Environmental heat is a growing public health concern in cities. Urbanization and global climate change threaten to exacerbate heat as an already significant environmental cause of human morbidity and mortality. Despite increasing risk, very little is known regarding determinants of outdoor urban heat exposure. To provide additional evidence for building community and national-scale resilience to extreme heat, we assess how US outdoor urban heat exposure varies by city, demography, and activity. We estimate outdoor urban heat exposure by pairing individual-level data from the American Time Use Survey (2004–2015) with corresponding meteorological data for 50 of the largest metropolitan statistical areas in the US. We also assess the intersection of activity intensity and heat exposure by pairing metabolic intensities with individual-level time-use data. We model an empirical relationship between demographic indicators and daily heat exposure with controls for spatiotemporal factors. We find higher outdoor heat exposure among the elderly and low-income individuals, and lower outdoor heat exposure in females, young adults, and those identifying as Black race. Traveling, lawn and garden care, and recreation are the most common outdoor activities to contribute to heat exposure. We also find individuals in cities with the most extreme temperatures do not necessarily have the highest outdoor heat exposure. The findings reveal large contrasts in outdoor heat exposure between different cities, demographic groups, and activities. Resolving the interplay between exposure, sensitivity, adaptive capacity, and behavior as determinants of heat-health risk will require advances in observational and modeling tools, especially at the individual scale.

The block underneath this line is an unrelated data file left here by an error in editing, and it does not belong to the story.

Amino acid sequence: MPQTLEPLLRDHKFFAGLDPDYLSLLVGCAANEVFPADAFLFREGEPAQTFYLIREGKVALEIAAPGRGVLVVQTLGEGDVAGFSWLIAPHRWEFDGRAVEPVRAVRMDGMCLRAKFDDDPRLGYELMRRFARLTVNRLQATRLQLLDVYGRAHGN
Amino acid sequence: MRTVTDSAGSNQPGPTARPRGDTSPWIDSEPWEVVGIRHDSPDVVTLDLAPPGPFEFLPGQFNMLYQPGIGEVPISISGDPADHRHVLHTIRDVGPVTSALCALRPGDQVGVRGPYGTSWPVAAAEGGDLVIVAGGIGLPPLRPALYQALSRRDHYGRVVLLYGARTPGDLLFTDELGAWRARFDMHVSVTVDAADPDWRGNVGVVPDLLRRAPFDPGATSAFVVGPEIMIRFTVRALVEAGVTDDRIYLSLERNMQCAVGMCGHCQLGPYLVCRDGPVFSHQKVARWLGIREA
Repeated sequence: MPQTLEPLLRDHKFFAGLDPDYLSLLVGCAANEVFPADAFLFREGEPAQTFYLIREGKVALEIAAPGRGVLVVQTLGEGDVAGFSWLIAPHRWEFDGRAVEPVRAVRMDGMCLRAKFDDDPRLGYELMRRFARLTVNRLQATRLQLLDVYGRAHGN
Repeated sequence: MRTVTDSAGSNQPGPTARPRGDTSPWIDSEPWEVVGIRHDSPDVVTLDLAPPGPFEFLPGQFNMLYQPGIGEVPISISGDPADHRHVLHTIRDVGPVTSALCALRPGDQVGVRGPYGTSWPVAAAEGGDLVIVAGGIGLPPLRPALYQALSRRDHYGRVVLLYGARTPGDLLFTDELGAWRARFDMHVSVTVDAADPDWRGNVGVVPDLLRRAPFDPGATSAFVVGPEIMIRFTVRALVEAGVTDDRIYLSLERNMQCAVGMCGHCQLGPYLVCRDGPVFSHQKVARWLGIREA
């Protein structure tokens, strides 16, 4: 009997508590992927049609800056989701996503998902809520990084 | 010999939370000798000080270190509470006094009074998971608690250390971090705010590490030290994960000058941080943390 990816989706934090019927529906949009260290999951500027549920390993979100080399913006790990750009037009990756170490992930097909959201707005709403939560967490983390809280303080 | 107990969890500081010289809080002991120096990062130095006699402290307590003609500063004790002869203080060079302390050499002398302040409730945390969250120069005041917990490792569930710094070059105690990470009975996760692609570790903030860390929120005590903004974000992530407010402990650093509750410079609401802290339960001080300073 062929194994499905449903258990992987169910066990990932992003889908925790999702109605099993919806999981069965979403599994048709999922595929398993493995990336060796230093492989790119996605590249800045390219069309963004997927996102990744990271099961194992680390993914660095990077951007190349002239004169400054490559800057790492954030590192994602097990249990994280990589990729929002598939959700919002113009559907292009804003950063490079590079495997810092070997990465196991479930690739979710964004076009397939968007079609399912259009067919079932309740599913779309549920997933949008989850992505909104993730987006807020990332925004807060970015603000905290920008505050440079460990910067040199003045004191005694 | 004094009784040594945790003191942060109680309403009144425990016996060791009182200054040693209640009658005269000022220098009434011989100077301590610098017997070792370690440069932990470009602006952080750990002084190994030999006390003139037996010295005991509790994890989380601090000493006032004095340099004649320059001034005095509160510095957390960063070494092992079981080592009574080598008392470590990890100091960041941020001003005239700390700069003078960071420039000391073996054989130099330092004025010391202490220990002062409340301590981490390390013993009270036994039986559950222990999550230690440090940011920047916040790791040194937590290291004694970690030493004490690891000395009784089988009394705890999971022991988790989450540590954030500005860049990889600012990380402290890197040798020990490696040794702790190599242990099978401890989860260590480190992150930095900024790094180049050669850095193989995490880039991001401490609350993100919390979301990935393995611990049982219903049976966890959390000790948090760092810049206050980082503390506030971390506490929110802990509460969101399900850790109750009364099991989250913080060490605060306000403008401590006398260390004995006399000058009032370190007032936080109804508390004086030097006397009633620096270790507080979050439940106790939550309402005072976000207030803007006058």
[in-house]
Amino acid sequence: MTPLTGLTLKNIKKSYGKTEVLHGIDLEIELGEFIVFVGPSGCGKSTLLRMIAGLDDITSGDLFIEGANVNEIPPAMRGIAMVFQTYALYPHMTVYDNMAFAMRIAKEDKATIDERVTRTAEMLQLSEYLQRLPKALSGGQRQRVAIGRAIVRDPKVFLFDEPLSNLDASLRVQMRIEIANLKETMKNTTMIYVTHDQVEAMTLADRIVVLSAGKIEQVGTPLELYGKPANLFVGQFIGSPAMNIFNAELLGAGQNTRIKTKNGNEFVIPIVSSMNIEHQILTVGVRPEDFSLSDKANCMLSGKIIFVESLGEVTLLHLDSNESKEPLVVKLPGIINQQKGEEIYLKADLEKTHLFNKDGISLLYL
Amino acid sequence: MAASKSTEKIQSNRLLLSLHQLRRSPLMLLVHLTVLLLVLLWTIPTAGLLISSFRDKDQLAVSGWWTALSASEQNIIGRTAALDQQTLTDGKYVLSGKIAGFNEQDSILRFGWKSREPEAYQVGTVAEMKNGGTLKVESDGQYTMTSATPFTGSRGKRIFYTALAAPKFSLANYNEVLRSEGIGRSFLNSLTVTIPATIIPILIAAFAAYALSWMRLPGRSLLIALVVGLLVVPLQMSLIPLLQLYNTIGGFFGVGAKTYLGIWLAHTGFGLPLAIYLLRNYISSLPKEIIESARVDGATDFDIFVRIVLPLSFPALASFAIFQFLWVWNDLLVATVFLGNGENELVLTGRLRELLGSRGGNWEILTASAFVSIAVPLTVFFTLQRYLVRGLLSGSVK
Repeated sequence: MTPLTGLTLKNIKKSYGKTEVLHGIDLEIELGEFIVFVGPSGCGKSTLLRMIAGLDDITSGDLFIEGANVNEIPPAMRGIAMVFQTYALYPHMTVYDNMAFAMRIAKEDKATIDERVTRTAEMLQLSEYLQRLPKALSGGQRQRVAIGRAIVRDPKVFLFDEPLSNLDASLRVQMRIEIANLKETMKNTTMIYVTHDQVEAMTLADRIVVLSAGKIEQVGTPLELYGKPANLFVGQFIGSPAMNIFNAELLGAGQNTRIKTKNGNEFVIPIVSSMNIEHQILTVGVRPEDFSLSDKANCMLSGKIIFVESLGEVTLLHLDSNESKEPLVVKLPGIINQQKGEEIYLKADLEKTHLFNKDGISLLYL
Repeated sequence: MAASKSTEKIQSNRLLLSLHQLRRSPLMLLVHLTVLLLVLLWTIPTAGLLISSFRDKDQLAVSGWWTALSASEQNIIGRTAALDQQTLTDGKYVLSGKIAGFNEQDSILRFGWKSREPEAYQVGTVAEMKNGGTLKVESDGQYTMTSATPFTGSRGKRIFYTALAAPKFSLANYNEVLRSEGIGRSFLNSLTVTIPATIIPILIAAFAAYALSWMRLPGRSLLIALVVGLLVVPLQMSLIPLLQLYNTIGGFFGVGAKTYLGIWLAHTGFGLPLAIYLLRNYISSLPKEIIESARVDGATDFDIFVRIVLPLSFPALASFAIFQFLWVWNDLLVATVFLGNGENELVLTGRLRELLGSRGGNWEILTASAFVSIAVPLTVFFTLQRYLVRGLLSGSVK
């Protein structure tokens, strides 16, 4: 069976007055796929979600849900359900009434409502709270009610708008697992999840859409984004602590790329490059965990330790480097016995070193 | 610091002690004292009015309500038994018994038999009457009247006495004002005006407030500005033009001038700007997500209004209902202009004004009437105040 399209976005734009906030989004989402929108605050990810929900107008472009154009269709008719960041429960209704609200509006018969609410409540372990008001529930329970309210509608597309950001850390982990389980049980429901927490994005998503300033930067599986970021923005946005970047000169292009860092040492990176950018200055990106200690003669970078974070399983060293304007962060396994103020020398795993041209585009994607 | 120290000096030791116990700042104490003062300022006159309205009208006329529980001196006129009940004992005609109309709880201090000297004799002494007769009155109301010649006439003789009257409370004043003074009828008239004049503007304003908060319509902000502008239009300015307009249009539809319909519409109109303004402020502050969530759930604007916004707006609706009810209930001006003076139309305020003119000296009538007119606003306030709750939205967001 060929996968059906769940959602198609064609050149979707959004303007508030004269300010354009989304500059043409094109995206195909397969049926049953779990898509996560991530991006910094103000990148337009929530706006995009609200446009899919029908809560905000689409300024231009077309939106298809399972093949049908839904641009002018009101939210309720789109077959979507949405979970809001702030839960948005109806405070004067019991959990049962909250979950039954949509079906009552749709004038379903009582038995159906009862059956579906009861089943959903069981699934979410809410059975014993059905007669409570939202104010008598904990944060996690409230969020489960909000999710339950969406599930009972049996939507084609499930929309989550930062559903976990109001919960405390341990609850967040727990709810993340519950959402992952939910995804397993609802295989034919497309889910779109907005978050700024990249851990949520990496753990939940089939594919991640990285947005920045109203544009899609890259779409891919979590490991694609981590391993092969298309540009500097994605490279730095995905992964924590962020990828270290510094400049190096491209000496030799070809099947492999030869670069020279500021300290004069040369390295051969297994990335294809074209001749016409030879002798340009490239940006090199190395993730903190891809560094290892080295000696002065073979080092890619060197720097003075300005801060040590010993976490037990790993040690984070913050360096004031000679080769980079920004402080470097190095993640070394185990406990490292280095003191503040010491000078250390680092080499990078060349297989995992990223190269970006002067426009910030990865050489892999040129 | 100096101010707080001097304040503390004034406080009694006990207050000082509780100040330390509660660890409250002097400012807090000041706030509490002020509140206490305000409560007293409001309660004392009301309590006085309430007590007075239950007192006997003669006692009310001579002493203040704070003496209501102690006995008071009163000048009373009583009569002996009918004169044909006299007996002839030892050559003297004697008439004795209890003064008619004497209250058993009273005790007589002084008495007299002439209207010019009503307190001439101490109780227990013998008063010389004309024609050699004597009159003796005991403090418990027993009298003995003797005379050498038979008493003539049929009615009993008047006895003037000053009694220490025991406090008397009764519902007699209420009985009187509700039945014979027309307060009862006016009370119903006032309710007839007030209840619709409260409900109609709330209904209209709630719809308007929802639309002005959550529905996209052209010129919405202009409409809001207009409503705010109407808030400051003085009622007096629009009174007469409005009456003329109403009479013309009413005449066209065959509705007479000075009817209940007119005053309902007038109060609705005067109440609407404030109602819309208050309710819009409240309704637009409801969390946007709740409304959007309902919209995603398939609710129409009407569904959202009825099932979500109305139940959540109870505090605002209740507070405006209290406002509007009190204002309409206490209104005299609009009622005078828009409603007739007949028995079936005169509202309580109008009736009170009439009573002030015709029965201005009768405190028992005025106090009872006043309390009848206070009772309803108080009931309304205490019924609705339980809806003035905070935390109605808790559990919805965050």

ASJC Scopus subject areas
- Health(social science)
- Sociology and Political Science
- Life-span and Life-course Studies